Skip To Content

    All The "Love Locks" Were Removed From This Paris Bridge To Stop It Collapsing

    Up to 1 million locks – together thought to weigh up to 45 tonnes – were taken off the Pont des Arts on Monday.

    For years, couples have been leaving padlocks on the Pont des Arts in Paris as a lasting token of their love for one another.

    John Schults / Reuters

    Dominika and Bartek Mieczkowski, a married couple from Poland, on the Pont des Arts on 31 May.

    But by this year there were so many locks on the bridge – between 700,000 and 1 million – that officials warned that their sheer weight had become a problem.

    Charly Triballeau / Getty Images

    The locks were thought to have added some 45 tonnes of extra weight to the bridge, which was shut temporarily in June 2014 after part of a railing collapsed.

    So on Monday, workmen arrived from the city's council armed with boltcutters to remove the metal grilles entirely.


    The bridge will be shut until 8 June while the locks are removed.

    More than 10,000 people had signed a petition calling for "love locks" to be banned.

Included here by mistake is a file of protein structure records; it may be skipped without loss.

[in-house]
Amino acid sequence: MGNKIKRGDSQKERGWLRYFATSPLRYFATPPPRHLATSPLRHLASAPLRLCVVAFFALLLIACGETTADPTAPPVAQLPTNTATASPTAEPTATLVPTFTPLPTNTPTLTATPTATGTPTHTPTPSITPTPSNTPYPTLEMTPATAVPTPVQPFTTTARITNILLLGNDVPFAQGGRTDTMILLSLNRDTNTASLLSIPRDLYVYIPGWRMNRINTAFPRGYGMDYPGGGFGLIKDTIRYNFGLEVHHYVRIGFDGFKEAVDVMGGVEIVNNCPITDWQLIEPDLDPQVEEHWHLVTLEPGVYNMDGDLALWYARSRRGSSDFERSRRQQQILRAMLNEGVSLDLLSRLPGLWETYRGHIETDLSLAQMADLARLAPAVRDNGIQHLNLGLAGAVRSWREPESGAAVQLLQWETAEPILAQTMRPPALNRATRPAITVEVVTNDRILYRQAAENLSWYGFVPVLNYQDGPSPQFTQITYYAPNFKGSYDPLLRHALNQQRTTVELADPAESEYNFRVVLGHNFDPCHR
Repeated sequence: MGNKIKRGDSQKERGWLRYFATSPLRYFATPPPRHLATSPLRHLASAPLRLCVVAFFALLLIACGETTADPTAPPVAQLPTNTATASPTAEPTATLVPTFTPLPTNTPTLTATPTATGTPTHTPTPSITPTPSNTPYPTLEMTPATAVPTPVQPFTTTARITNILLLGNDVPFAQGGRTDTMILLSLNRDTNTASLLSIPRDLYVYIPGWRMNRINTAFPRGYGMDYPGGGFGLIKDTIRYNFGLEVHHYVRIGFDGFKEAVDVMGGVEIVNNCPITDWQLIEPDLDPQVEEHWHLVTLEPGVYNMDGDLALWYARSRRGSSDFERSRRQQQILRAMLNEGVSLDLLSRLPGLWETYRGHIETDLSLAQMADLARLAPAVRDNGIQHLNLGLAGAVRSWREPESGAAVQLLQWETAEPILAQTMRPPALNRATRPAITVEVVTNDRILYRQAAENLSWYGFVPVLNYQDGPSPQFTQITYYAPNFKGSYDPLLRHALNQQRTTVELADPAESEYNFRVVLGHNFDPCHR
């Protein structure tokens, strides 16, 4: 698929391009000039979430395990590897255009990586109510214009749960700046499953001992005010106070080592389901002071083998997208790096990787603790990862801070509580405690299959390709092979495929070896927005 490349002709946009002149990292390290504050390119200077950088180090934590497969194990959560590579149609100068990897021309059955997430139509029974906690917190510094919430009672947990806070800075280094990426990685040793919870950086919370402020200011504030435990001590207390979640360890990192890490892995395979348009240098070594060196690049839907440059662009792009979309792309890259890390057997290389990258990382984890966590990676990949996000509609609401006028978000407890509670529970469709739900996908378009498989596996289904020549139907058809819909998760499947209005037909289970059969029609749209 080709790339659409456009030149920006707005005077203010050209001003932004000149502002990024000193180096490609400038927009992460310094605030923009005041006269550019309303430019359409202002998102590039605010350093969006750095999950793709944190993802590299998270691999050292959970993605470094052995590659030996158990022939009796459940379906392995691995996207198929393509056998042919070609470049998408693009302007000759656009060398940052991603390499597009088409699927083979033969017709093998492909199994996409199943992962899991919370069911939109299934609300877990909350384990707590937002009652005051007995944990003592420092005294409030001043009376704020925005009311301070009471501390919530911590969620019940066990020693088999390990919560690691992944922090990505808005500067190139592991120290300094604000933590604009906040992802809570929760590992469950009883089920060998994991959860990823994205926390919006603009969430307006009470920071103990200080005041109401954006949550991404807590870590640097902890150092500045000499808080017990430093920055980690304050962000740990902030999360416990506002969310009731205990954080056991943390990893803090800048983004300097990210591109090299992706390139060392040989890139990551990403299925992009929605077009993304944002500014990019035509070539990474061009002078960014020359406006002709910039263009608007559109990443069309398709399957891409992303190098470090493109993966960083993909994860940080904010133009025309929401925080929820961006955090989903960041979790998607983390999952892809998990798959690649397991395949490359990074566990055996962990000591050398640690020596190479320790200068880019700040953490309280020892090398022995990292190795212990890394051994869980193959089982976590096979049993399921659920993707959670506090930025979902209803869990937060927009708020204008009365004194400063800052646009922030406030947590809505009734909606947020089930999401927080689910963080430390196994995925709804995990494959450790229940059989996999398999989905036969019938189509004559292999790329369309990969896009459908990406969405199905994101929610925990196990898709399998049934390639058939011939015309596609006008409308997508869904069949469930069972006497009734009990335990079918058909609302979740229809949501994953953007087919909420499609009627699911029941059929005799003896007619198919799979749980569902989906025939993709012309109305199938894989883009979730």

The tradition is thought to have started in 2008, when couples, mainly tourists, started attaching locks with their names written on to the bridge before throwing the keys into the Seine.

    Philippe Wojazer / Reuters
    John Schults / Reuters

    Bruno Julliard, Paris's deputy mayor, told Le Parisien: "Paris is the capital of love, we are all very proud of that, but there are more beautiful ways of showing that love than by putting padlocks on a bridge."

    Philippe Wojazer / Reuters

    The metal grilles will be replaced with street art for the time being, before a form of glass designed to be padlock-proof is installed.

    Stephane De Sakutin / Getty Images

    Undeterred, tourists were today leaving "love locks" on the nearby Solférino bridge instead.

    Heureusement pour Sunny et Bill, de New York, il reste le pont de Solférino ! #cadenas

    But Paris city chiefs have warned that similar measures will be brought in to protect other bridges if the spread of locks continues elsewhere.

    As for the locks, what Paris's leaders plan to do with them all is unclear.

    Patrick Smith is a senior reporter for BuzzFeed News and is based in London.

    Contact Patrick Smith at

    Got a confidential tip? Submit it here